We're in the heart of the Masters right now, but unless you're a major golf fan, you're probably not paying much attention to the side players on the course: the caddies. You see caddies carrying golf bags and handing off clubs, but their job actually goes much further than that, measuring yardages from ball to green and giving advice before crucial strokes. Caddies can work with golfers for years, receiving cuts of their winnings and even getting their own sponsorships.
All of which gives you even more of a reason to keep your eyes peeled this weekend when Fanny Sunesson is on the green. A professional caddie since 1989, Fanny is the only female caddie to have won a PGA tour major — and the only woman so far to be recognized in the Caddie Hall of Fame. She retired from full-time caddying in 2012 after a career that would be legendary by any standard: according to Golf.com, she's won four majors, several Ryder Cups, and a Players Championship in her 23-year career.
This weekend, though, Fanny is back on the course at Augusta National for the Masters tournament, caddying for fellow Swede Henrik Stenson. She was his caddie for five years before her retirement, and she has plenty of experience at the Masters: she won it twice with English golfer Nick Faldo, in 1990 and 1996. She was just 23 at the time of their first win, which vaulted her into the history books.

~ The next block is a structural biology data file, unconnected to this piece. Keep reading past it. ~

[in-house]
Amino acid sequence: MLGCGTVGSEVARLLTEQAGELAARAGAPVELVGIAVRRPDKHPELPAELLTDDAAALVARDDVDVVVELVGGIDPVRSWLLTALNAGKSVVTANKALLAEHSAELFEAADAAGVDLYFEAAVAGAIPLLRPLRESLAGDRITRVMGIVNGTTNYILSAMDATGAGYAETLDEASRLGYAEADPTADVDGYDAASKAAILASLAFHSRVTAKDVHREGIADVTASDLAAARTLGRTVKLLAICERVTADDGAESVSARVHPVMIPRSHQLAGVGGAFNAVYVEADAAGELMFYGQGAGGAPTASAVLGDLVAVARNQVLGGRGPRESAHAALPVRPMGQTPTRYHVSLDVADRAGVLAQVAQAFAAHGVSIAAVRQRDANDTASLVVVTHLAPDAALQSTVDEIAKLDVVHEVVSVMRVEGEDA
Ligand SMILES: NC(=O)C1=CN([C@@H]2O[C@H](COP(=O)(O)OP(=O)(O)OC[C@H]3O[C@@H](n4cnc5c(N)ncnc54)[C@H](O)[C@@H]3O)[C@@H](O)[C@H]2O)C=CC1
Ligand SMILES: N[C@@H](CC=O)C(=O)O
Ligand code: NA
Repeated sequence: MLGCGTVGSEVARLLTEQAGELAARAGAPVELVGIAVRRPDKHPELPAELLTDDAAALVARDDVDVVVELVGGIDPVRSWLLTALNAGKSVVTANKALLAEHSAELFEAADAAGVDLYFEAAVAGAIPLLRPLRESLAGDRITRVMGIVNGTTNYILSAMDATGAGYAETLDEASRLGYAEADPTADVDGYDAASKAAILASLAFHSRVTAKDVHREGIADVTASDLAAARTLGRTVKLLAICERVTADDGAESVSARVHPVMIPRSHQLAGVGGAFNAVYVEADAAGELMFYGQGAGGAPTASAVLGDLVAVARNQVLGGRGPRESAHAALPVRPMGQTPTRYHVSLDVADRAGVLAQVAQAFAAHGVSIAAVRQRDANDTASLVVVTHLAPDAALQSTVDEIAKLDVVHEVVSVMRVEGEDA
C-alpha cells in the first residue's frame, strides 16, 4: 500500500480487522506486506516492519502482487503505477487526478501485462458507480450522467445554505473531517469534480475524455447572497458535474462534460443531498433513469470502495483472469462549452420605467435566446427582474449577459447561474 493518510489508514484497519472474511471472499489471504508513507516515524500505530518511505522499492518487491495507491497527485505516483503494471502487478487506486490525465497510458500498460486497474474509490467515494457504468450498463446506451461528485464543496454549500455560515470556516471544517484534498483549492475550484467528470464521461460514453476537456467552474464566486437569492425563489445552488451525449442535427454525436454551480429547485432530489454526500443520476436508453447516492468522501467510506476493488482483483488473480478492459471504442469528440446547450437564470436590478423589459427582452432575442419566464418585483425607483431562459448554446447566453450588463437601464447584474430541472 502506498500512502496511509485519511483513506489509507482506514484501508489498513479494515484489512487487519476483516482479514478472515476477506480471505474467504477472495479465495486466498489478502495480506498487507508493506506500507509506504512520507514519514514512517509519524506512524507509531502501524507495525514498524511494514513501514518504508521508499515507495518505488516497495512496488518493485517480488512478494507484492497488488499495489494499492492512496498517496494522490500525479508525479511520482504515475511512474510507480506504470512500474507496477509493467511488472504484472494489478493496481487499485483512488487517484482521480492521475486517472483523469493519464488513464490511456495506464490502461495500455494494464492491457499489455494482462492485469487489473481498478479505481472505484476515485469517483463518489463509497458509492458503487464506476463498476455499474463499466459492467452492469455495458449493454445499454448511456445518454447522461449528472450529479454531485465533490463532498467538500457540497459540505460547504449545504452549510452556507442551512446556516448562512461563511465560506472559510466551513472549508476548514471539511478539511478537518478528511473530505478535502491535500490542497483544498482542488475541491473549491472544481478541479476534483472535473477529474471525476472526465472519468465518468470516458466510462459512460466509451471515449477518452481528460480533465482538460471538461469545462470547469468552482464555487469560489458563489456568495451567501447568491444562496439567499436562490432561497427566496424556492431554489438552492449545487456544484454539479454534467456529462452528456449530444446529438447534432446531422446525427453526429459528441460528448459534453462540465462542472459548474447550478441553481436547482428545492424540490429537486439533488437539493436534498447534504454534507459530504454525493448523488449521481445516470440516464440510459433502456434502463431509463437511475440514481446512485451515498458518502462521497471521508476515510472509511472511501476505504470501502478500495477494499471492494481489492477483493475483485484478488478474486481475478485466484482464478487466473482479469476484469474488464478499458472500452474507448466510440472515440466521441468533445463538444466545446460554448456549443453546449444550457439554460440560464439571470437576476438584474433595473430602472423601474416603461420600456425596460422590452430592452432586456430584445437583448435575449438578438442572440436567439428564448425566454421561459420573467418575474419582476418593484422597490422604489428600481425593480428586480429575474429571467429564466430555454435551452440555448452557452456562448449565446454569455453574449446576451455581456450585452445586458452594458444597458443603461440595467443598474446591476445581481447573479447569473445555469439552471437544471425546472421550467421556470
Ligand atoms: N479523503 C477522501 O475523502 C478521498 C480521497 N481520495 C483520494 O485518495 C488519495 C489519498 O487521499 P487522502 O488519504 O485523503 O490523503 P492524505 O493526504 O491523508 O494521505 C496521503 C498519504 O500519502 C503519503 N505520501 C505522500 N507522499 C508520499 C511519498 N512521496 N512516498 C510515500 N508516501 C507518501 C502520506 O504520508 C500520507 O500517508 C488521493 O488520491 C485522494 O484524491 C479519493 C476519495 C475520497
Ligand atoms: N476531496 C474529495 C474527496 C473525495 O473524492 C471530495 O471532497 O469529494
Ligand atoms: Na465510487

"I thought of it as a chance to see the world," Fanny said of her decision to start caddying so young, in an interview with CNN Living Golf. "Maybe do it for a year and travel in Europe. It ended up being a few more years than a year."
"She's always been so well-prepared and has every number possible and [has] seen the course," Stenson said in an interview with Golf Channel. "It's fun to catch up and be out together again."
Fanny is still in retirement, with no plans to return to caddying full-time; for the most part, she now works as a coach. For this weekend, though, you can catch the living legend out on the green once again.